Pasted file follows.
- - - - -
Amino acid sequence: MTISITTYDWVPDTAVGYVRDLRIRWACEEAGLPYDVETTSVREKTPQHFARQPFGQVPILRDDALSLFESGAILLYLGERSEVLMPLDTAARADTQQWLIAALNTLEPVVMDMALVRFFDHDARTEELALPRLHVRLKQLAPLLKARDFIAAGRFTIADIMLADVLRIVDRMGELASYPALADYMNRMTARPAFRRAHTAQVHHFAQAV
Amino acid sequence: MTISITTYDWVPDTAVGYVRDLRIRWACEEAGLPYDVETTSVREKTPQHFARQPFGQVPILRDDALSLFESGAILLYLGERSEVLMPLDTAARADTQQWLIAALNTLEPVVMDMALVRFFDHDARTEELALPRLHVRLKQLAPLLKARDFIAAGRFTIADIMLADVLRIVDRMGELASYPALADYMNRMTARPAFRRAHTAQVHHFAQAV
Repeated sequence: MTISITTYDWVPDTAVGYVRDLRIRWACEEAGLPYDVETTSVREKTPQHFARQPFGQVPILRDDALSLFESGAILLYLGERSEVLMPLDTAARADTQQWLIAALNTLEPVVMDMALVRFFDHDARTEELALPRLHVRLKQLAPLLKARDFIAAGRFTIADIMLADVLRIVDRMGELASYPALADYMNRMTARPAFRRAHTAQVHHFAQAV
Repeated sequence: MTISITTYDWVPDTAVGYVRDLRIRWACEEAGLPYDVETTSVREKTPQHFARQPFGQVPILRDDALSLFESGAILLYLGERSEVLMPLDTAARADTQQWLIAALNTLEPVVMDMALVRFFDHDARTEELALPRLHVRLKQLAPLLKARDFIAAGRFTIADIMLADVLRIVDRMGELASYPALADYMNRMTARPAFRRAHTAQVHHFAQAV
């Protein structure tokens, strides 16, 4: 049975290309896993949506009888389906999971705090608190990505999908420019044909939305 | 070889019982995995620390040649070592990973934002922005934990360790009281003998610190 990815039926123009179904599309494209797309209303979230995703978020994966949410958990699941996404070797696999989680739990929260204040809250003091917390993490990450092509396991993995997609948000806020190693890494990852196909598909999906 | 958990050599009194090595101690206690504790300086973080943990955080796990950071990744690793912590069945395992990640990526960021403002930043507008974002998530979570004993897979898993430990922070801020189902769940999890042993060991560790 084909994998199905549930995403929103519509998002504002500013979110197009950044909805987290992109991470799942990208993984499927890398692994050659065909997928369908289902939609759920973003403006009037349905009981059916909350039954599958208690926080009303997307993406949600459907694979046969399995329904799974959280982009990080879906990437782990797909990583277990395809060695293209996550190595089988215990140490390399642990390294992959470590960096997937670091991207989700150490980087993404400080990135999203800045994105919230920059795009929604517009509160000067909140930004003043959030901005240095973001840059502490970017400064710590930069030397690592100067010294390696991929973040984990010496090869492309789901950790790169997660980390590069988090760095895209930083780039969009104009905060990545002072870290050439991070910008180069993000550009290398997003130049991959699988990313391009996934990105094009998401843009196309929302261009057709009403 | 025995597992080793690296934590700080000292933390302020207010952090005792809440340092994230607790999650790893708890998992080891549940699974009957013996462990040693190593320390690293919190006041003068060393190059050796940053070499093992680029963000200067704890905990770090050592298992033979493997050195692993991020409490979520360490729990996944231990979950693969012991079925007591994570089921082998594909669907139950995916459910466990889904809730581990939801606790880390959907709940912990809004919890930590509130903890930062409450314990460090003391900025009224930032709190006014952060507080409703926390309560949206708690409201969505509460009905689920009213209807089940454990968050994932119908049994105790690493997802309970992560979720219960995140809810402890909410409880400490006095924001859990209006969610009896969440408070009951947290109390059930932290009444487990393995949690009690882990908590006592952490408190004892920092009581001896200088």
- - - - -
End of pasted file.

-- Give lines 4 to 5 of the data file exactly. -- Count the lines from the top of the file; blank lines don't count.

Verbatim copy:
Repeated sequence: MTISITTYDWVPDTAVGYVRDLRIRWACEEAGLPYDVETTSVREKTPQHFARQPFGQVPILRDDALSLFESGAILLYLGERSEVLMPLDTAARADTQQWLIAALNTLEPVVMDMALVRFFDHDARTEELALPRLHVRLKQLAPLLKARDFIAAGRFTIADIMLADVLRIVDRMGELASYPALADYMNRMTARPAFRRAHTAQVHHFAQAV
């Protein structure tokens, strides 16, 4: 049975290309896993949506009888389906999971705090608190990505999908420019044909939305 | 070889019982995995620390040649070592990973934002922005934990360790009281003998610190 990815039926123009179904599309494209797309209303979230995703978020994966949410958990699941996404070797696999989680739990929260204040809250003091917390993490990450092509396991993995997609948000806020190693890494990852196909598909999906 | 958990050599009194090595101690206690504790300086973080943990955080796990950071990744690793912590069945395992990640990526960021403002930043507008974002998530979570004993897979898993430990922070801020189902769940999890042993060991560790 084909994998199905549930995403929103519509998002504002500013979110197009950044909805987290992109991470799942990208993984499927890398692994050659065909997928369908289902939609759920973003403006009037349905009981059916909350039954599958208690926080009303997307993406949600459907694979046969399995329904799974959280982009990080879906990437782990797909990583277990395809060695293209996550190595089988215990140490390399642990390294992959470590960096997937670091991207989700150490980087993404400080990135999203800045994105919230920059795009929604517009509160000067909140930004003043959030901005240095973001840059502490970017400064710590930069030397690592100067010294390696991929973040984990010496090869492309789901950790790169997660980390590069988090760095895209930083780039969009104009905060990545002072870290050439991070910008180069993000550009290398997003130049991959699988990313391009996934990105094009998401843009196309929302261009057709009403 | 025995597992080793690296934590700080000292933390302020207010952090005792809440340092994230607790999650790893708890998992080891549940699974009957013996462990040693190593320390690293919190006041003068060393190059050796940053070499093992680029963000200067704890905990770090050592298992033979493997050195692993991020409490979520360490729990996944231990979950693969012991079925007591994570089921082998594909669907139950995916459910466990889904809730581990939801606790880390959907709940912990809004919890930590509130903890930062409450314990460090003391900025009224930032709190006014952060507080409703926390309560949206708690409201969505509460009905689920009213209807089940454990968050994932119908049994105790690493997802309970992560979720219960995140809810402890909410409880400490006095924001859990209006969610009896969440408070009951947290109390059930932290009444487990393995949690009690882990908590006592952490408190004892920092009581001896200088």